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Topic: Did anyone write up a business proposal before starting up?  (Read 1003 times)
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« on: October 01, 2007 04:05:23 AM »

I've heard it helps alot, but I don't even know where to start.
« Reply #1 on: October 01, 2007 10:50:31 AM »

Do you mean a business plan?  This would basically be writing down your goals and making a plan for how much you will invest in your company (i.e. for supplies and equipment).  If you are starting out small you probably don't need a business plan.  I would recommend though that you do consider why you want to get into the crafts business - for fun, for profit?  Also, consider what your costs will be not just for what you'll have to spend but also your time.  Once you decide that it makes sense to start a crafts business then write down what your goals are.  For example, how many items do you want to make a week?  How much do you want to make?  What types of items do you want to make?  Who is your target market (who will buy your stuff)?  Also, don't forget to consider that if your business makes money then you may have to pay income taxes on your profits.

Crafting business questions?  Free tax and accounting tips for crafters.

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« Reply #2 on: October 03, 2007 02:37:12 PM »

Not only should you budget for supplies etc., but also for marketing and advertising expenses, including a website, brochures or postcards or whatnot, networking groups you might join. A marketing plan helps also. Do your research. If you had to advertise locally or online, how would you do it? These kinds of things can easily add up without a budget to stick to.

« Reply #3 on: October 04, 2007 04:55:43 PM »

A business plan & marketing plan is a good idea. People often don't do it and it's usually the reason why their business kinds of stay at a standstill and doesn't grow more successful. The plans gives you an idea of where you want the business to be, when, and how.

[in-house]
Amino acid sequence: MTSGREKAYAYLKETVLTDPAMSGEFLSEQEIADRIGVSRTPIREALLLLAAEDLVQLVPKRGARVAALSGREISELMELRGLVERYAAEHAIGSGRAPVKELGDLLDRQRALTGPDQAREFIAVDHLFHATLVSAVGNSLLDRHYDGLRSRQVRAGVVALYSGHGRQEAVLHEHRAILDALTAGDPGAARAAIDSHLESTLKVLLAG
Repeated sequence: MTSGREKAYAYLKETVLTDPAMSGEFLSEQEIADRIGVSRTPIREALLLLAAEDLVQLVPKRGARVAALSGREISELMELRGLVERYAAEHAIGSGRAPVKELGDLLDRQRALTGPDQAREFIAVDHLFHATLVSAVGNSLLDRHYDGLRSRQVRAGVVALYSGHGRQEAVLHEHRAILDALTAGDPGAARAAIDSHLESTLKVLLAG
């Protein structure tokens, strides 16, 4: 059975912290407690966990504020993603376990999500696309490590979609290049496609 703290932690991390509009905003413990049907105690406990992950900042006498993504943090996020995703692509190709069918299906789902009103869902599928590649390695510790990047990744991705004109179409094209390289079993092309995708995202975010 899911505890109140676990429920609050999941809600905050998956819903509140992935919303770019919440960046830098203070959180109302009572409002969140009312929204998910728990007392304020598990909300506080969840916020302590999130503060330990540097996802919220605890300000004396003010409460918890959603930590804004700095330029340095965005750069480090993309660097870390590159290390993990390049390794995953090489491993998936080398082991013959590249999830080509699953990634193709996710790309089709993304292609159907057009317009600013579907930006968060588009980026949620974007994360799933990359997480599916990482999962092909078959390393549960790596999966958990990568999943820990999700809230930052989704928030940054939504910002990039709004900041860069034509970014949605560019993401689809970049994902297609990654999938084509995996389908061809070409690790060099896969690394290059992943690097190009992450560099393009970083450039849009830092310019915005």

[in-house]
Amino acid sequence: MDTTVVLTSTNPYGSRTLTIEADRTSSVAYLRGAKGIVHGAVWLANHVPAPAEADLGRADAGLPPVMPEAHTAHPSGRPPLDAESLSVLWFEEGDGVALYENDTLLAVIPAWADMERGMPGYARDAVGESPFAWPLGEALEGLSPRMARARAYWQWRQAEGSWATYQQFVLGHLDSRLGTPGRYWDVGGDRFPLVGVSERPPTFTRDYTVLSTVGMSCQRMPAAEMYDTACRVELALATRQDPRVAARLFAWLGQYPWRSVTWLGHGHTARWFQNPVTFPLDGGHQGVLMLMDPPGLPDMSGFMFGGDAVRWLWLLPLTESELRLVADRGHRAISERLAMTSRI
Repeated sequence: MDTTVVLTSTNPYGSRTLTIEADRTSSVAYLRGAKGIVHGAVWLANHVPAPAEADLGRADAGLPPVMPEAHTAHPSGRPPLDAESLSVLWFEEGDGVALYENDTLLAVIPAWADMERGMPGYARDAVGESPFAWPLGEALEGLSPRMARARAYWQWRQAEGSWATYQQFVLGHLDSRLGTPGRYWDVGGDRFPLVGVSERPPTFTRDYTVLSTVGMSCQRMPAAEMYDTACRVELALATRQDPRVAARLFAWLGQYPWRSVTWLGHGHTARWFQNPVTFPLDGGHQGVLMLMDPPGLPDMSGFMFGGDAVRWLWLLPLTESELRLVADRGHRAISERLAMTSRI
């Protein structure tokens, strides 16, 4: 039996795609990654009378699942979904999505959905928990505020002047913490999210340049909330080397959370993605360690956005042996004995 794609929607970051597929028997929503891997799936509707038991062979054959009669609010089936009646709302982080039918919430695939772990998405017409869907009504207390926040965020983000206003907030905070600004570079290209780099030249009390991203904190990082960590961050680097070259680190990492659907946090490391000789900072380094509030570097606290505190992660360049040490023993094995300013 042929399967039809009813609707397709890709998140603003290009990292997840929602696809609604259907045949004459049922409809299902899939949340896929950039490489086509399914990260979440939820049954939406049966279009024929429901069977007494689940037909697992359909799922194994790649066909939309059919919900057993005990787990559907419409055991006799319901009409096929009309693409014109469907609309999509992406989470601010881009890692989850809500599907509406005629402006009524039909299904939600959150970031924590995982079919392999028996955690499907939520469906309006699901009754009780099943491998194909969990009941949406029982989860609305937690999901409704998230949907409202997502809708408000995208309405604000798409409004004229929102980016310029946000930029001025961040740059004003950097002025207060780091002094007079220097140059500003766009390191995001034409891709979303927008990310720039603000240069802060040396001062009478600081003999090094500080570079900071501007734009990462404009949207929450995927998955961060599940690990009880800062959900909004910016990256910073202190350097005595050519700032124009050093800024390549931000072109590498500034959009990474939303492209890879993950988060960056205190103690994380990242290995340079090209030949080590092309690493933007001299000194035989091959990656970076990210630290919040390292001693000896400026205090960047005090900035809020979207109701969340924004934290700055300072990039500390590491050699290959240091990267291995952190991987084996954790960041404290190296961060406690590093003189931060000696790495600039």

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« Reply #4 on: October 14, 2007 09:48:36 AM »

Mine is a year overdue. Embarrassed

There are books at your local library on writing business plans, also check out score.org and the small business counselor at your local college.
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« Reply #5 on: October 18, 2007 04:19:32 PM »

i keep a really informal business plan-- it's basically an ongoing journal that gets updated often with my latest schemes and research and ideas. it's supposed to be a document to help YOU, so make whatever you need to get your head around your business idea. if you need to format it for a bank loan or something, you can check into formal or corporate styles.

two great sections to put in a business plan:

1. advisory board. even if it is informal, who can you ask for business advice? who will kick your ass a bit if you need it? who will give you hugs when you need those? (my business plan specifically mentions hugs.)

2. market research. don't skimp on this. survey people to see whether they would buy your products and how much they would pay. find out what other stuff they buy. find out what else they want you to sell. find out who your competitors and potential allies are. you surely already know some of this but measure it and make sure! market research is often the main difference between hobbies and successful businesses!

and yeah, all the things people usually mention-- how you plan to make money, what your expenses will look like...

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